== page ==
Standing for Something

On Tuesday, September 4, 2018, when everyone else engaged in a social media conversation about Nike, Colin Kaepernick, and the burning of shoes, my husband and I were in Gainesville having a late lunch with our daughter, Kesi and her friend.

Afterwards, we also took her shopping. That’s when a conversation with her friend ensued.

“Do you want to go to Walmart?” friend asked.

Kesi laughed because she already knew the answer.

“I don’t wanna go to Walmart.”

“Well, then you must not wanna save money,” friend replied in a persnickety kind of way.

“It’s bigger than saving money,” I said.

“She won’t go to Chick-fil-A either,” Kesi added.

Friend was completely confused by this point. “What?” “Chick-fil-A has the best chick,” she said. “First, tell me why you won’t go to Walmart.”

I told her it was too long of an explanation because it really is. Twelve years ago, I read a book called The Wal-Mart Effect, watched two documentaries, and held a lengthy conversation with a respected friend, who called the company fascist. I can count on one hand how many times I’ve been inside a Walmart since then, and it’s mostly to accompany others.

Still, I began with my reason. Walmart mistreats their employees by not hiring them as full-time workers, so they don’t have to pay insurance. For example, they might ask an employee to work 35 hours, just shy of a 40-hour work week. Dwight added that they use prison labor to make their products. Kesi chimed in and explained that the reason most stores operate the way they do now (e.g., importing cheap China goods) began with Walmart at the helm.

“Well, maybe when I get older I’ll shop somewhere else, but for now…”

I told her I understood. Many people who are older than her still can’t afford to shop somewhere else because they don’t make enough money, they’re retired, or on a fixed income. It’s just something I do because I can.

That answer was sufficient. Now she had to know why I avoided Chick-fil-A.

“You know those people who believe you can pray the gay away?” I asked.

“Mmmhmmm,” friend, who self-identifies as a lesbian answered.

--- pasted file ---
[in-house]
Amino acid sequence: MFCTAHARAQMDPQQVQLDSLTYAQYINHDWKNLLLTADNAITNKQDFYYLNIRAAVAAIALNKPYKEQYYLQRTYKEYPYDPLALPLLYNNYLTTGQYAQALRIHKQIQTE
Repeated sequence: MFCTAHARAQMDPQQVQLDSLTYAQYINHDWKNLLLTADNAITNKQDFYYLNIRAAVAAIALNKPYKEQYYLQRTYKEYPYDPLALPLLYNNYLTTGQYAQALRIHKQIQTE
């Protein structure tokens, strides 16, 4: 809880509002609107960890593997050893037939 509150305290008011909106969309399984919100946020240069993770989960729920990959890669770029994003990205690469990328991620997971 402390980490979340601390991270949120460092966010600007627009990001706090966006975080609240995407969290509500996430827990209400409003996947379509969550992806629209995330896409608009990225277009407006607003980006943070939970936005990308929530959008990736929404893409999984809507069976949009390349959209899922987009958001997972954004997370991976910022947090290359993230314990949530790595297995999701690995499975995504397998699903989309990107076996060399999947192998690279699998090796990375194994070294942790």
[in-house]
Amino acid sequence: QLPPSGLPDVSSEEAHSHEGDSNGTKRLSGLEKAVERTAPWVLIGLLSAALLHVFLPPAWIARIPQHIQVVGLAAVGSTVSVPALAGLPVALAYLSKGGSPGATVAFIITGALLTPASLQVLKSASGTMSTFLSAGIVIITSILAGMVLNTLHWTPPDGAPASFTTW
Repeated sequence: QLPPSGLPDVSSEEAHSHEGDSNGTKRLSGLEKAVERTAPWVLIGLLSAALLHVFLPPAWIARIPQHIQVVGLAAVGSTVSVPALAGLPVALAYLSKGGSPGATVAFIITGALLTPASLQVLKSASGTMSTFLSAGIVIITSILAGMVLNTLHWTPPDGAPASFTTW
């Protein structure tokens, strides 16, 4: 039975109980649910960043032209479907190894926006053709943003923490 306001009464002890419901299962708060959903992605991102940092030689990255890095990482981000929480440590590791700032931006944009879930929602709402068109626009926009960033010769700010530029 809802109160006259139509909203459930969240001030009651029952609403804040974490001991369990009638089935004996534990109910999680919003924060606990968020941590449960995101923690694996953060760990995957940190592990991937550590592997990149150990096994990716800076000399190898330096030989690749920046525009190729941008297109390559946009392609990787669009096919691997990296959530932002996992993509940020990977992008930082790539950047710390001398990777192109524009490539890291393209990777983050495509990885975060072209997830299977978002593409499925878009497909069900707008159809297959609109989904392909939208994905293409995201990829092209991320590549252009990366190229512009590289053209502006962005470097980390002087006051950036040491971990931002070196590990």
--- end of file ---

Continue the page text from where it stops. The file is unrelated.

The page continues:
“I stopped going because the owner uses part of the business’s funds to support those type of organizations. And I don’t think that’s right.”

I was driving so I couldn’t look back, but friend, who up til now had an answer for everything was silent for a second. And then, “Whaaaat? Oh, I’m definitely not going there anymore.”

Then, a few seconds later, “But that food is really good, though.”

We all laughed. But that’s it right? It’s hard to boycott something you like. And those of us who want to be moral people are faced with these decisions more and more because companies are sharing their personal values. Sometimes those ethics aren’t aligned with who we think we are. Or in the case of friend and Chick-fil-A, they are completely counter to your lifestyle.

What do you do? Do you fall back into willful ignorance, knowing the truth, while pretending you’re not part of the problem? Or, do you take your salary elsewhere, hoping that company doesn’t support something you’re against?

img_7740In the early 2000s, giving up $.97 items and waffle fries was an easy choice. I haven’t missed either. But what happens when you like the company but they inadvertently become a spokesperson for something you’re against? A couple days after the Kaepernick situation, another shoe story from 2016 re-surfaced. Two years ago, New Balance opposed the Trans-Pacific Partnership, a trade agreement Trump also opposed. Consequently, neo-Nazis and other white supremacists deemed New Balance their official shoe. Yikes! New Balance quickly made a statement that reaffirmed their stance against “bigotry” and “hate,” but I certainly don’t want to be associated with the official Klan shoe! I love my New Balance and it took a while for me to find an affordable, cute workout sneaker with arch support. Furthermore, their shoes are made in the States, a rarity nowadays. For the first time, my decision is cloudy. But I’m leaning towards willful ignorance on this one.

So, tell me. Have you ever boycotted a business? If so, why? If not, why? In the long run, do you think it matters?